Examining White Privilege: Inventory

This is the 3rd installment of examining white privilege as a spiritual discipline. I’ve talked in previous posts about the “why” of examining white privilege as a spiritual discipline and the “when.” This installment focuses on the inventory phase that traditionally begins spiritual disciplines, including that of examining white privilege.

How do Spiritual Disciplines Work?

I was trained in spiritual disciplines during my years with the Memphis School of Servant Leadership. A discipline was an activity that brought you closer to God, and closer to who God wanted you to be. Examples I practiced over those years include keeping Sabbath, daily Scripture reading, an intentional prayer life. Being aware of my footprint on the environment (what we now call Creation Care). Writing my racial autobiography. Practicing silence. 

The first step in each new discipline was a personal inventory. Where were we as we began this new journey? What was already part of our life? What wasn’t? The list of questions below is that personal inventory equivalent in examining white privilege. It’s a beginning-beginning. It doesn’t ask the hard questions about privilege (did your parents inherit wealth? were they able to buy a house wherever they wanted, etc.) It’s more basic, starting with the adjective “white.” These questions ask us white folks, in effect, how white is your life?

Community in Taking Inventory for Spiritual Disciplines

All of the disciplines during my time at the School of Servant Leadership were undertaken in community. This happened both in group classes and in one-on-one meetings with my Covenant Partner, which changed each semester. We also had end-of-the-semester parties where we shared our learnings over a meal.

I’m going to suggest that this session of examining the whiteness of our lives might be best done in community. If you don’t have a current Covenant Partner, maybe ponder these questions with someone else undertaking this journey.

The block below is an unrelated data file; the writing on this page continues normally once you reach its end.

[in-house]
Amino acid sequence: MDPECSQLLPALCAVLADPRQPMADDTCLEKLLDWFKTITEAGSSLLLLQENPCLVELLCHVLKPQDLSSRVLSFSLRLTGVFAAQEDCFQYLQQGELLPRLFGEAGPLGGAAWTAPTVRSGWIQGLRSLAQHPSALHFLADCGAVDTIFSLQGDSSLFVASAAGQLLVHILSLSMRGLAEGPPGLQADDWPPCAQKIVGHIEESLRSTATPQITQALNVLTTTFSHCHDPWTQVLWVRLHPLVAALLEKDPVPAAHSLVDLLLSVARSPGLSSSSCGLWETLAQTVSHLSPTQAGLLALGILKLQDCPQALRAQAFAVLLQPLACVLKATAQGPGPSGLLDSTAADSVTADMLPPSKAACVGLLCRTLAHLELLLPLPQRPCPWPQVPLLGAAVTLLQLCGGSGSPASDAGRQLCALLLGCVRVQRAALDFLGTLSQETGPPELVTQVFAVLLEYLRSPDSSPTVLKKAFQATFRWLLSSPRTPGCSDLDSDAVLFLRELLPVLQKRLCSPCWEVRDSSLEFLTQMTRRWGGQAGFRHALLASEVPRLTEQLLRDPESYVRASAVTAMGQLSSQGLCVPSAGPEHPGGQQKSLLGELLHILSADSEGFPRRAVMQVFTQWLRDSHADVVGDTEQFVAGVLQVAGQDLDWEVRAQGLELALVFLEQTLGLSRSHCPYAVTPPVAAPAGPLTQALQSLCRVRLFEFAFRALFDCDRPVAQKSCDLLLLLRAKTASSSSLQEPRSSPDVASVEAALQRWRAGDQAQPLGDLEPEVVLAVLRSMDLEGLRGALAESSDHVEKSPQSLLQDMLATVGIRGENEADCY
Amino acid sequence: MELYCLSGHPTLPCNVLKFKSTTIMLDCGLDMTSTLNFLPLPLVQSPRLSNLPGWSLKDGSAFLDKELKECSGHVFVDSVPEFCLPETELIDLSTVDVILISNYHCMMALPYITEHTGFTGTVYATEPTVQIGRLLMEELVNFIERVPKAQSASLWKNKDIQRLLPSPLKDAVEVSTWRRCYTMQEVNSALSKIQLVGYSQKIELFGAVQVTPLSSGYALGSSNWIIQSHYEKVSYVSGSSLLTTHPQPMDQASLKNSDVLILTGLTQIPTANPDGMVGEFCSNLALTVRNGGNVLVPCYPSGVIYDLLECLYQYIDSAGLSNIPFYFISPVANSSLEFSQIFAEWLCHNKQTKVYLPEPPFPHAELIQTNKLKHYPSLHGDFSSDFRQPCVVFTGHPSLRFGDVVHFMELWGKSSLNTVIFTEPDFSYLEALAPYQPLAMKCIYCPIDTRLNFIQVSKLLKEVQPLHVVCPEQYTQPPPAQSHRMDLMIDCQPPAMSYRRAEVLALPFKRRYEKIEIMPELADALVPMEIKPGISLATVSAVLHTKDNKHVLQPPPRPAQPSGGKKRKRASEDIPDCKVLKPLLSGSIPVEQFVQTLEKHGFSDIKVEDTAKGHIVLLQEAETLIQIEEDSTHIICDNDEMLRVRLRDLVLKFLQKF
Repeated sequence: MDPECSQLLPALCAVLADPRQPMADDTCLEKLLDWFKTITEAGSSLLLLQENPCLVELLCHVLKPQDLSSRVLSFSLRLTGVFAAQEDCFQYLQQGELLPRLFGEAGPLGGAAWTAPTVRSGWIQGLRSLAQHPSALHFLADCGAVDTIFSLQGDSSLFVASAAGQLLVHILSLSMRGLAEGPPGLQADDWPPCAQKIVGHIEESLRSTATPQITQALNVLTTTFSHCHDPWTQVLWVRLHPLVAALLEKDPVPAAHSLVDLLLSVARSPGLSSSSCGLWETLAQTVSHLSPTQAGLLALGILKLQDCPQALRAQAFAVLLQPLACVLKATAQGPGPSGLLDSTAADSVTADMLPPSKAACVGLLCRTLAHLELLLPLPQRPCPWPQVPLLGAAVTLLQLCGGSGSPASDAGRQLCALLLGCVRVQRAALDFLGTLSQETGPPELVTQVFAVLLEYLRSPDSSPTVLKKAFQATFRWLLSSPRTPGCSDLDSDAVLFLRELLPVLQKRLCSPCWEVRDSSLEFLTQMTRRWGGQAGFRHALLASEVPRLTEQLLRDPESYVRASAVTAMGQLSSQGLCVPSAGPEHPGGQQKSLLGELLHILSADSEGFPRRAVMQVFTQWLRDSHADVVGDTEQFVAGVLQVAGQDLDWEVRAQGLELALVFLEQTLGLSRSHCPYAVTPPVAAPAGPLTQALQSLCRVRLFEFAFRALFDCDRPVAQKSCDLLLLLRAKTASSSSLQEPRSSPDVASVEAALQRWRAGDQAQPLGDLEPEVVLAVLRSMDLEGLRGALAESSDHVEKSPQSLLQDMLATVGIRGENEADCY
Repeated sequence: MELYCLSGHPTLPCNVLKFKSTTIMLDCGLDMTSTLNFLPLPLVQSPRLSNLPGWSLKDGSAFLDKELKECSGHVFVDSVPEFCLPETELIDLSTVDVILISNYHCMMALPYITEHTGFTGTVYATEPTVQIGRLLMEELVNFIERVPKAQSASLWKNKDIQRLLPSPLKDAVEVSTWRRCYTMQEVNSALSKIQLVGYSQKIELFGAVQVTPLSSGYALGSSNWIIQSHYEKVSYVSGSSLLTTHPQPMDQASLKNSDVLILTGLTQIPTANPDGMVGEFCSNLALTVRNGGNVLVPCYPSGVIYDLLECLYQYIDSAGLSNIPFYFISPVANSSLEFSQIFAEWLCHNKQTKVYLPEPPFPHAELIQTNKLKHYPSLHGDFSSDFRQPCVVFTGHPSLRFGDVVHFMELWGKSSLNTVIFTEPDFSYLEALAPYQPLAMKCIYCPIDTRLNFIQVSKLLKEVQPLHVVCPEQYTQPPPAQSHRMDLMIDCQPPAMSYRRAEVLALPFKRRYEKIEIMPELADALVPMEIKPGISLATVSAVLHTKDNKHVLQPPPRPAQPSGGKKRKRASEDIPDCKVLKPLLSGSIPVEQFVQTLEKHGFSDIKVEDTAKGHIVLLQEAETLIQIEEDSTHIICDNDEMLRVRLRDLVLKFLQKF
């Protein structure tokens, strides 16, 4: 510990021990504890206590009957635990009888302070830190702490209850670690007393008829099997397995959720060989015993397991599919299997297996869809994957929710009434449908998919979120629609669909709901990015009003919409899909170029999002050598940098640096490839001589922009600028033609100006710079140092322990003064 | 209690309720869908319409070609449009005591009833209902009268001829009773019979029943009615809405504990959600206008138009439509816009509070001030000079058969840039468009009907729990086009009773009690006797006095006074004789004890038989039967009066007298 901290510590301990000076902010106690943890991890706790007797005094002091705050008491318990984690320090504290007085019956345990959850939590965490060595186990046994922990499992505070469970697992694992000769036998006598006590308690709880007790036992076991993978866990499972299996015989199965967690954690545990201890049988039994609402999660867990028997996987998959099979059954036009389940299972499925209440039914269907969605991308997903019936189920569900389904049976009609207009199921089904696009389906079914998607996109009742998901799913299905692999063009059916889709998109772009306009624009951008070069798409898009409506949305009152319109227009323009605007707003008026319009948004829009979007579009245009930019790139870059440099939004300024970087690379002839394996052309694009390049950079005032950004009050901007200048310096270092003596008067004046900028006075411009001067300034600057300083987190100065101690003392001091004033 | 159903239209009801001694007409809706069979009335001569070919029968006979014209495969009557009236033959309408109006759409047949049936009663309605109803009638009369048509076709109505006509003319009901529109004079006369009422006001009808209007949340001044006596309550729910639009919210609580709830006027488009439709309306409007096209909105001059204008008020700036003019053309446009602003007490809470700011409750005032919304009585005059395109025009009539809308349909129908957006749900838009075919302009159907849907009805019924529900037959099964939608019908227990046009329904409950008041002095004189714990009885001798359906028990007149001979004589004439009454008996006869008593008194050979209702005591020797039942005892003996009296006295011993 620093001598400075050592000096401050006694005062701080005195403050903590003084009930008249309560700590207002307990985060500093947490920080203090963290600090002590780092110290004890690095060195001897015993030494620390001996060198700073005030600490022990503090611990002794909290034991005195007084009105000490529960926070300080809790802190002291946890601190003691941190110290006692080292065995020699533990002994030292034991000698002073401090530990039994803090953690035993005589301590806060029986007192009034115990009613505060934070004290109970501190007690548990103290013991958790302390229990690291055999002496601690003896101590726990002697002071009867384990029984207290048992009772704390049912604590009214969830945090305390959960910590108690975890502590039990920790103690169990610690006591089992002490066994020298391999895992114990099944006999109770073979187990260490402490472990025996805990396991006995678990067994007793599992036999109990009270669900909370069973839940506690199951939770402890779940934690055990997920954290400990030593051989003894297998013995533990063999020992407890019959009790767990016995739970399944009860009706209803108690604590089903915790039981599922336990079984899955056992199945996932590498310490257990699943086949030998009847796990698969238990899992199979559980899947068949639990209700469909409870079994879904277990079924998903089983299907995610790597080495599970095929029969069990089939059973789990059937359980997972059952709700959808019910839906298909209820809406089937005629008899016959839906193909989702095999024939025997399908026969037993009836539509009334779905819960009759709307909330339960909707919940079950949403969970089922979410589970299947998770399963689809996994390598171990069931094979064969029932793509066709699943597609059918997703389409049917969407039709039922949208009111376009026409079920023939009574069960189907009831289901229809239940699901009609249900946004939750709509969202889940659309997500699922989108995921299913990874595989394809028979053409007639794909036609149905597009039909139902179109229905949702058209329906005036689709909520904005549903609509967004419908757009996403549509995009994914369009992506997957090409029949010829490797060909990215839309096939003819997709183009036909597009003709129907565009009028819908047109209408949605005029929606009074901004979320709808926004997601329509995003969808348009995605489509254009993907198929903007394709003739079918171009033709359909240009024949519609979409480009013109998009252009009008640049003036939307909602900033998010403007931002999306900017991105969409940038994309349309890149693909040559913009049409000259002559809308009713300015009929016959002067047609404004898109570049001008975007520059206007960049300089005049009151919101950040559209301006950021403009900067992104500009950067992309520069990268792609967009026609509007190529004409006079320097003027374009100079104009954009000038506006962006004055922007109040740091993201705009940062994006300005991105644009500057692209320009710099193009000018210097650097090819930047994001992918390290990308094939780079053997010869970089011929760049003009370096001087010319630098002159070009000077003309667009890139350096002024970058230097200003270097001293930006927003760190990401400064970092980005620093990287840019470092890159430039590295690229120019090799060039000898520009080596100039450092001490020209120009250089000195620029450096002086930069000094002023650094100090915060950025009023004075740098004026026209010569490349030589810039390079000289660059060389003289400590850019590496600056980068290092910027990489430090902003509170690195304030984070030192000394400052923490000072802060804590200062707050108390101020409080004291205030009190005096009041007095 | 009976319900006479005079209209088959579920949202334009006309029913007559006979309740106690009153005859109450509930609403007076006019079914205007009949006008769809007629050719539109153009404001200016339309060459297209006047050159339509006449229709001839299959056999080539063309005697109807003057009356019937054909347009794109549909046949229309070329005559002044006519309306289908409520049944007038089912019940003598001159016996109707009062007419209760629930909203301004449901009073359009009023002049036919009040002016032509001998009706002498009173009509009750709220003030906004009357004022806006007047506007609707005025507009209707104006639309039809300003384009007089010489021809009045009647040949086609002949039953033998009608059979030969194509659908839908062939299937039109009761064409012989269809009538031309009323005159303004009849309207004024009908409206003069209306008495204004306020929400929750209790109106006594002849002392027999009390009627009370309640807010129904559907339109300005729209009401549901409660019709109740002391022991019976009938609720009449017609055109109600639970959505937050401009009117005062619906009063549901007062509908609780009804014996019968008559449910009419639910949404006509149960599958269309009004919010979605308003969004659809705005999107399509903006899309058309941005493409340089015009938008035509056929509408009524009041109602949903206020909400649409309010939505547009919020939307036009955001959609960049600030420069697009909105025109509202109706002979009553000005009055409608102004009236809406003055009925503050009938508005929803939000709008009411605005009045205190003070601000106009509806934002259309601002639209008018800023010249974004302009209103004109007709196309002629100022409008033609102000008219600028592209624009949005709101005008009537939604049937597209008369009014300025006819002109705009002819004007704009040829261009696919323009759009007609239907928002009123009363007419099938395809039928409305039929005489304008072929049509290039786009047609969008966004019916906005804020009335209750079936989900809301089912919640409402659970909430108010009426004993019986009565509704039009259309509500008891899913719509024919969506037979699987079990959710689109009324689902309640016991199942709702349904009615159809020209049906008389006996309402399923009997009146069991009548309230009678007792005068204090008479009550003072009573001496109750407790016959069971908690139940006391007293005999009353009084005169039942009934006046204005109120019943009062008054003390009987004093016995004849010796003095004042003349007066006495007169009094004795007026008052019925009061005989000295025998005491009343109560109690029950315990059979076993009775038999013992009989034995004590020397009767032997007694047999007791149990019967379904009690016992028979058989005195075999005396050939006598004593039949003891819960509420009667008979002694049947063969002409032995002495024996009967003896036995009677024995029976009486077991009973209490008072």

Tips on this Spiritual Discipline Inventory

A couple of things before we begin.

Please note: race is a social construct. There is no scientific designation , for example, of “Black” and “white.” But the effects of these and other racial constructs are not just real—they tend to dominate life in America. In answering these questions, you might feel uncomfortable “labeling” people by their race. But we need to recognize that racial constructs might be the root reason our answers to these questions are as they are.

Attribution: these questions were inspired by a more limited questionnaire I was given by Coming to the Table or the Episcopal Church’s Beloved Community or somewhere—so sorry, I read a lot of this stuff and I just I don’t remember. Most of the questions are my own.

Another tip: my knee-jerk reaction in taking this test is to magnify those questions where I like my answer and gloss over those questions where I don’t. I would recommend you save this list, print it out, or whatever. Then take your quiet time with your journey partner and write down the specific answers to the questions. Spend honest time with each one. There is no “pass” or “fail” score. This step in examining white privilege by taking an inventory is for your own awareness on how you’ve built your day-to-day, week-to-week, year-to-year life. 

Final tip: Don’t do this entire list at once. If you’re white like me, at some point, you may get discouraged by how white your life is. In your discouragement, you might begin scanning the list, giving it short shrift. Don’t do that. Take, say, five questions at a time and write out your answers. Put the list down. Come back later. Remember: disciplines aren’t timed, competitive events. 

Okay. Let’s begin.

White Privilege as Spiritual Discipline: Personal Inventory

What race are your neighbors?

What race was the last person you went to dinner with?

Is the person sitting next to you in the theatre your race? 

What faces are in the paintings on the walls of your home?

Who is in line behind you at the coffee shop?

Does the store where you buy greeting cards also carry cards that don’t look like you?

Of the last five authors you read, how many were of your same race?

Is the music you listen to written and performed by those of your same race?

Is your accountant your same race? Your yoga teacher? Trainer? Kids’ babysitters? Your thesis advisor? Your pastor?